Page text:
Black Seed – ‘The Remedy For Every Disease except Death’ – Must Read
The seeds of the annual flowering plant,Nigella Sativa, have been prized for their healing properties since time immemorial. While frequently referred to among English-speaking cultures as Roman coriander, black sesame, black cumin, black caraway and onion seed, it is known today primarily as black seed, which is at the very least an accurate description of its physical appearance. The earliest record of its cultivation and use come from ancient Egypt.
Black seed oil, in fact, was found in Egyptian pharoah Tutankhamun’s tomb, dating back to approximately 3,300 years ago.[i] In Arabic cultures, black cumin is known as Habbatul barakah, meaning the “seed of blessing.” It is also believed that the Islamic prophet Mohammed said of it that it is “a remedy for all diseases except death.”
Liver Health :-
- The liver is one of the most important organs in the body.
- Nearly every toxin gets processed through the liver, and the bile from the liver is the key to digesting fats and keeping your mind and body happy and healthy.
- For those that have struggled with poor liver function due to medication side effects, alcohol consumption, or disease, black seed oil could greatly speed the healing process.
- In a recent study scientists discovered that black seed oil benefits the function of the liver and helps prevent both damage and disease.
- Probably one of the most unique black seed oil benefits is its uncanny ability to help restore hair loss.
- No one quite understands why it happens, but it’s not too hard to guess that it has something to do with its powerful antioxidant and antimicrobial properties.
- By strengthening hair follicles, there is very good reason to see how black seed oil can help promote strengthened hair roots.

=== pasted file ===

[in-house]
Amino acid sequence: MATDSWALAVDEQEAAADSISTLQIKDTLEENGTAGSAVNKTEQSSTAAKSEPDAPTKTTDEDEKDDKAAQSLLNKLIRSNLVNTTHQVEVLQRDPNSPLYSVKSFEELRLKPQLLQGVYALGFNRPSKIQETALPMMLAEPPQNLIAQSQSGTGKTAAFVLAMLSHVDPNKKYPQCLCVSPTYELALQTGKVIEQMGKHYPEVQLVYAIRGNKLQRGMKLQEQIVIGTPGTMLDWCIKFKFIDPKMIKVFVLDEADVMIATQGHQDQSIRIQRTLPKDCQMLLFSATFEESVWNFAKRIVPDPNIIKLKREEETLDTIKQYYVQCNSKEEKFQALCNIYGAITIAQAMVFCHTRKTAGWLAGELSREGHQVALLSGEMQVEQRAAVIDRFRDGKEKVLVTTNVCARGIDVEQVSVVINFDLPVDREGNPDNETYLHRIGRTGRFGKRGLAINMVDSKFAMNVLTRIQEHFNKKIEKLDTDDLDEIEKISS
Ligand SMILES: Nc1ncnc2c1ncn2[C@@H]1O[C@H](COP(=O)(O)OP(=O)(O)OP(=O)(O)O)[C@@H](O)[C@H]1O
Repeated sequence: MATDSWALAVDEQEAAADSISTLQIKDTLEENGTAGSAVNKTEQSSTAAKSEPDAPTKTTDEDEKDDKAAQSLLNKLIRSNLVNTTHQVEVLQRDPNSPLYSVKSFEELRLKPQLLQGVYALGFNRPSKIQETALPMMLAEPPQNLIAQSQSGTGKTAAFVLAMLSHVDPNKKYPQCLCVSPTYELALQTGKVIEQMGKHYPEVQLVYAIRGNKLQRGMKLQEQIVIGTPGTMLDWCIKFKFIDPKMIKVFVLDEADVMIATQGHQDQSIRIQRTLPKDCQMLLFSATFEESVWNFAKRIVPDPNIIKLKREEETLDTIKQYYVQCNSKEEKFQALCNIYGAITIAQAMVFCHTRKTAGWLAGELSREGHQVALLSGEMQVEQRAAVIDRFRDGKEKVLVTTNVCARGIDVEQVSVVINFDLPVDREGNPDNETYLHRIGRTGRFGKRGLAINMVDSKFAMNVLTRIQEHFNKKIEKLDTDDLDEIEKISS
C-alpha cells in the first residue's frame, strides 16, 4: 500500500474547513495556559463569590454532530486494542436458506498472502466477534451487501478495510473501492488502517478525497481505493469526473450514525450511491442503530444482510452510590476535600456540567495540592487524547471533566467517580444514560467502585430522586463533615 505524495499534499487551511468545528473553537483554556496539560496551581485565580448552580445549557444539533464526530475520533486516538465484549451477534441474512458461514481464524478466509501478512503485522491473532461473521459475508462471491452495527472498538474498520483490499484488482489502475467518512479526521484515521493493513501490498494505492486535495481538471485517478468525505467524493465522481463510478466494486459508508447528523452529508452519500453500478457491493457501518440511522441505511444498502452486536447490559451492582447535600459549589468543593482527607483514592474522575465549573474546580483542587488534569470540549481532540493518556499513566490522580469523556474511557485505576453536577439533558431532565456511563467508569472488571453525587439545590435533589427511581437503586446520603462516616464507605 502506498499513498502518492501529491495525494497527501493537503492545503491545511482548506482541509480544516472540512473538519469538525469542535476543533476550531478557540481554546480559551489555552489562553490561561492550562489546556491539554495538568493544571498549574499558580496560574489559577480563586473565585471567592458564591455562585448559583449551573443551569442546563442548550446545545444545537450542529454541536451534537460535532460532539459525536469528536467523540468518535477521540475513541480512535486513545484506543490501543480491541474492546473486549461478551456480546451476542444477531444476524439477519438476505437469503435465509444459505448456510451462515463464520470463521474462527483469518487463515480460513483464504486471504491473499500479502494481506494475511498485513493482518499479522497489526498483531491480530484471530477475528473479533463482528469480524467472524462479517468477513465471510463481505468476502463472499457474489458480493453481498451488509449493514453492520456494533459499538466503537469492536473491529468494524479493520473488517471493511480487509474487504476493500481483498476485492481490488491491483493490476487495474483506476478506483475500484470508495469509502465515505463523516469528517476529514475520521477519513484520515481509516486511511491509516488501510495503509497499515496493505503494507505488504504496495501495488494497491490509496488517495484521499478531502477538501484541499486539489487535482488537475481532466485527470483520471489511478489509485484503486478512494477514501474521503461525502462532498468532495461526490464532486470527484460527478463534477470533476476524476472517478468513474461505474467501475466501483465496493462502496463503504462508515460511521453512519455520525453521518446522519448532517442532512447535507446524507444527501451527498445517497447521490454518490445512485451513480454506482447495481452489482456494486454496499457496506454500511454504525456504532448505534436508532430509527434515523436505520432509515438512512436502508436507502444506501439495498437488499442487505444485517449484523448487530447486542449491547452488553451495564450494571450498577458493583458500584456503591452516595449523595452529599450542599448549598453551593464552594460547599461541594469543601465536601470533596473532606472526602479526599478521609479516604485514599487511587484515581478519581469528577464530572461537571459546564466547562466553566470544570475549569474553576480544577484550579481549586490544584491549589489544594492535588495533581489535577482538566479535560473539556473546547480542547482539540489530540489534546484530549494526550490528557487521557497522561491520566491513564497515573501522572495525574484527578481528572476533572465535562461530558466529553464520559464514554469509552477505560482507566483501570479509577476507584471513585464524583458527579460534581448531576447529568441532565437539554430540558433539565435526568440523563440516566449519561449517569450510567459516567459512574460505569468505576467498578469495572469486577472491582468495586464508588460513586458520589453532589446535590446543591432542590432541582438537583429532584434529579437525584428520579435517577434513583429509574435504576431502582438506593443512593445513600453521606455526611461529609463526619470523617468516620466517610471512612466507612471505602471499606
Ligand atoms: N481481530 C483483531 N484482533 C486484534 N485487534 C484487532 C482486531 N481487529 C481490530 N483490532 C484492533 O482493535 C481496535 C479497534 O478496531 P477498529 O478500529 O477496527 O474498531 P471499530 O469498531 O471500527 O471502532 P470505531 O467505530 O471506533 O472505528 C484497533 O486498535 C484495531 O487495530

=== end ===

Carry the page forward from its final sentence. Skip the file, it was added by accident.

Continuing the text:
Weight Loss :-
- The Journal of Diabetes and Metabolic Disorders published a study last June systemically reviewing the literature for plants that have anti-obesity properties and discovered that black seed oil was amongst the most effective natural remedies on the planet.
- Not traditionally believed to treat obesity, Nigella sativa is a marvelous anti-inflammatory agent that is known to help people lose weight in the same way that it helps diabetics.
Specifically, by decreasing these weight gain triggers, black seed oil has helped millions shed excess weight:
Glucose absorption in the intestine
Blood glucose levels
- Thymoquinone, one of the main active constituents within Nigella sativa (black cumin), is superior to the drug fluticasone in an animal model of asthma.
- Another study, this time in human subjects, found that boiled water extracts of black seed have relatively potent anti-asthmatic effect on asthmatic airways.
Acute tonsillopharyngitis :-
- characterized by tonsil or pharyngeal inflammation (i.e. sore throat), mostly viral in origin, black seed capsules (in combination with Phyllanthus niruri) have been found to significantly alleviate throat pain, and reduce the need for pain-killers, in human subjects.
Chemical Weapons Injury :-
- A randomized, placebo-controlled human study of chemical weapons injured patients found that boiled water extracts of black seed reduced respiratory symptoms, chest wheezing, and pulmonary function test values, as well as reduced the need for drug treatment.
Colon Cancer :-
- Cell studies have found that black seed extract compares favorably to the chemoagent 5-fluoruracil in the suppression of colon cancer growth, but with a far higher safety profile.
- Animal research has found that black seed oil has significant inhibitory effects against colon cancer in rats, without observable side effects.
- Black seeds were traditionally known to have anticonvulsive properties.
- A 2007 study with epileptic children, whose condition was refractory to conventional drug treatment, found that a water extract significantly reduced seizure activity.
Type 2 Diabetes :-
- Two grams of black seed a day resulted in reduced fasting glucose, decreased insulin resistance, increased beta-cell function, and reduced glycosylated hemoglobin (HbA1c) in human subjects.